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Suspicion around living off equity

Discussion in 'Real Estate' started by shasta, 24th Aug, 2007.

  1. shasta

    shasta Member

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    Hi there

    I just found this forum yesterday - looks interesting. I have just finished reading the extensive articles by Steve Navra around 'Living off Equity'. As i am about to purchase my first IP, my wife and I are thinking about how to access passive income etc in the medium term. We have many of the usual questions/issues that you've heard before. So the articles were thought provoking.

    However, the articles suggest that you can redraw, say 65% of equity growth to live off, allowing for the interest costs associated with the redraw. But the article doesn't seem to pick up that these interest costs are cumulative - ie with $100K equity growth pa and a redraw of $65K, you would increase your interest costs (at 8%) by $5200 per year in year one. In year two you pay another $5200 on year one's redraw, plus around another $5200 for year two's redraw. That's $10400 in additional cost in year two. (i'm ignoring tax deductions etc, but you get my drift).

    As you can see, it seems that over the years your interest costs accumulate, and could easily spiral out of control. Therefore, isnt the additional interest cost that you can withstand each year constrained by the additional income generated by rental rises in that year (irrespective of if you are cashflow neg, neutral or positive).

    So, if you earn an additional $40 per week on two IPs in year 2, thats (40x2x52) $4160 in additional income. That means you can cover a maximum of additional $4160 in interest costs on a redraw, implying your max redraw for year two is (4160/0.08) $52000??

    What are your thoughts?
    Shasta
     
  2. voigtstr

    voigtstr Well-Known Member

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    I think you would have to factor in the return from manged funds in meeting the interest payments from Lines Of Credit.

    One plan of attack is to have enough money invested in the funds so that the quarterly distributions pay
    1. rental shortfalls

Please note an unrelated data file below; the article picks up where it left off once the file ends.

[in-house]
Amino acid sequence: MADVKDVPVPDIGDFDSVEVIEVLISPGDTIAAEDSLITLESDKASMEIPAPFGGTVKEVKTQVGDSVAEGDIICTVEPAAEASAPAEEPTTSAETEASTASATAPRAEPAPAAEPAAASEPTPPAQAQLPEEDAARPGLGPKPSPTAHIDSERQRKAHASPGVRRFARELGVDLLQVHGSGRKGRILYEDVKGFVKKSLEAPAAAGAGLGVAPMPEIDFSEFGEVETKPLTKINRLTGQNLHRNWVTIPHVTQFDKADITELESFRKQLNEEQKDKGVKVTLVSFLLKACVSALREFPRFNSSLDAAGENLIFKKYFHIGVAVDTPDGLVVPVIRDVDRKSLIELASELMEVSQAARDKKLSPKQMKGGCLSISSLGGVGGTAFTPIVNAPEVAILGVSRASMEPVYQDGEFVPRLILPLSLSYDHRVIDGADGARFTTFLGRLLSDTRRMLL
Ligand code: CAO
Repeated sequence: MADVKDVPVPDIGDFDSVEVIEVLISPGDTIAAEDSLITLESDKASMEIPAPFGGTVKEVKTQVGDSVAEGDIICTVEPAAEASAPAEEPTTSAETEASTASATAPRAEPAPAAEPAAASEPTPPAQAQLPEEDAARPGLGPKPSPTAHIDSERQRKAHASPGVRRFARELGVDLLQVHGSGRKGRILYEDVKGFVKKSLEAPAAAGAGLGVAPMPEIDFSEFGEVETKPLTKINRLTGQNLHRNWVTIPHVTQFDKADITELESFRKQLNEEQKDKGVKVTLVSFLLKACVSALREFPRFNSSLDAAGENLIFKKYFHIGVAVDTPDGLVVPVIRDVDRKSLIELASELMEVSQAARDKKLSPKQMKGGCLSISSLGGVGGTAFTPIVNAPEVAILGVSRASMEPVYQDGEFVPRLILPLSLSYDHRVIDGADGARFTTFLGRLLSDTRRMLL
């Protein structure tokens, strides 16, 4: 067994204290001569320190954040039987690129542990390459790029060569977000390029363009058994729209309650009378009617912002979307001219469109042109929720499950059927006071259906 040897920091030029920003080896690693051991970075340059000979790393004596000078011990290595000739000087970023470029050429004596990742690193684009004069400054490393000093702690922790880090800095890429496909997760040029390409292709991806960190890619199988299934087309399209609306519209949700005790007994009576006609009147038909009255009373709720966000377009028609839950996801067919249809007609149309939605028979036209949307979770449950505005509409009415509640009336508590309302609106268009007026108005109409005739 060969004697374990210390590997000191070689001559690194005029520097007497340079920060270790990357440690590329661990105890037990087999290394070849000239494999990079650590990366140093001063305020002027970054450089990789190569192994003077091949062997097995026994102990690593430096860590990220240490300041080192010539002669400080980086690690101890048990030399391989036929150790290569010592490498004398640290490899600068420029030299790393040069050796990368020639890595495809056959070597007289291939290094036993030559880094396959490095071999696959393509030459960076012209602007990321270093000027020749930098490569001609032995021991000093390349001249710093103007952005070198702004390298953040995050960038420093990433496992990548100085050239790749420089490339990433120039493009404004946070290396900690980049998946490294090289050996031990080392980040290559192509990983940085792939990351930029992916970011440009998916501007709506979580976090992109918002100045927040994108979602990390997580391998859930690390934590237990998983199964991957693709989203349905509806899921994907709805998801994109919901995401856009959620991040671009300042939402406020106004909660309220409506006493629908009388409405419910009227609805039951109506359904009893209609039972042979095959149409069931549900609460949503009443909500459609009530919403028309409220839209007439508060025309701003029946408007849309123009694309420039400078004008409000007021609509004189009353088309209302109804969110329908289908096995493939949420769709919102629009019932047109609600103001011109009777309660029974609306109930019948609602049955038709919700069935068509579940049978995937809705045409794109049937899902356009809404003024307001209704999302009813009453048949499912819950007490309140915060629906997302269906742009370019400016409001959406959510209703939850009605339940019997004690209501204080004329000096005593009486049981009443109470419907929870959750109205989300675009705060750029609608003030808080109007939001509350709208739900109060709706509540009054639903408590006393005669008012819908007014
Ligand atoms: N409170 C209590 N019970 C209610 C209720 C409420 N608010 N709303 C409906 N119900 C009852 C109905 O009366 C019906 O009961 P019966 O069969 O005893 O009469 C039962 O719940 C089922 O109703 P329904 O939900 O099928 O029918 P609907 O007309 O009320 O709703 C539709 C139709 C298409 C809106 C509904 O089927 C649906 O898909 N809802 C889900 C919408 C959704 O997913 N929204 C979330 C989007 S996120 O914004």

2. interest on the equity thats been drawn (eg by Line Of Credit)
    3. margin loan interest

    For safety, most people assume a 10% pa return from Navra retail fund. It would be wise to keep a buffer capable of paying the above costs if Navra returned less than 2.5% per quarter. When Navra does pay more, you could add it to your money to live off, or pay it off the LOCs.
     
  3. shasta

    shasta Member

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    Hi Voigtstr

    Thanks for the reply. I'm still learning, but is there a trick to getting that much in managed funds?, ie do we use some of the equity in our house/IPs?

    If we use equity from our house/IPs, we pay interest on that borrowing too - so the costs keep rising. Also what happens when the funds have a negative return (the stockmarket is volatile, as evidence by the last couple of weeks). That means the whole thing hits the skids, doesn't it? A bit confused.

    Have you done all this? Can anyone supply a spreadsheet (deidentified) that shows a long history of all the financial flows for this sort of thing?

    Shasta
     
  4. Simon Hampel

    Simon Hampel Co-founder Staff Member

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    The trick is that your investments need to compound at a rate greater than the compounding interest costs - otherwise you go backwards.

    For those periods where the market goes backwards (or simly doesn't faster than your debt), you need to have good buffers to cover your cashflow shortfall.
     
  5. voigtstr

    voigtstr Well-Known Member

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    Moving money from equity to funds is one way. For me I'll be simply using money from salary and putting them into the managed funds.

    The spreadsheet is fairly specifc to my needs, but it does show how I've factored in a buffer to meet costs (at O26) if the fund doesnt return enough to pay the costs.

    In my case I'll be aiming to use equity, plus dipping into the fund slightly to fund the purchase costs on the next property.

    (in the spreadsheet, make sure you to turn on, or allow cyclical calculations)
     

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  6. shasta

    shasta Member

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    Wow thanks so much - i didnt actually expect anyone to post a spread sheet! I'll take the time to investigate how it works. If i have any q's i know where to go!

    Thanks also to Sim.
     
  7. seaview

    seaview Well-Known Member

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    Interest which compounds on debt used for living is not a worry if your asset base is big enough, because your asset value is growing faster than your debt. Of course this assumes that you have assets that will enjoy good capital growth and that you keep your debt LVR to a manageable level. If assets don't have good growth, then you could compensate I guess by having lots of them. Even slow growth of lots of assets would help offset growth in debt.
    Cheers
    Seaview
     
  8. voigtstr

    voigtstr Well-Known Member

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    In my case I wont be capitalising my interest (and thereby compounding it), I'll pay it fortnight by fortnight.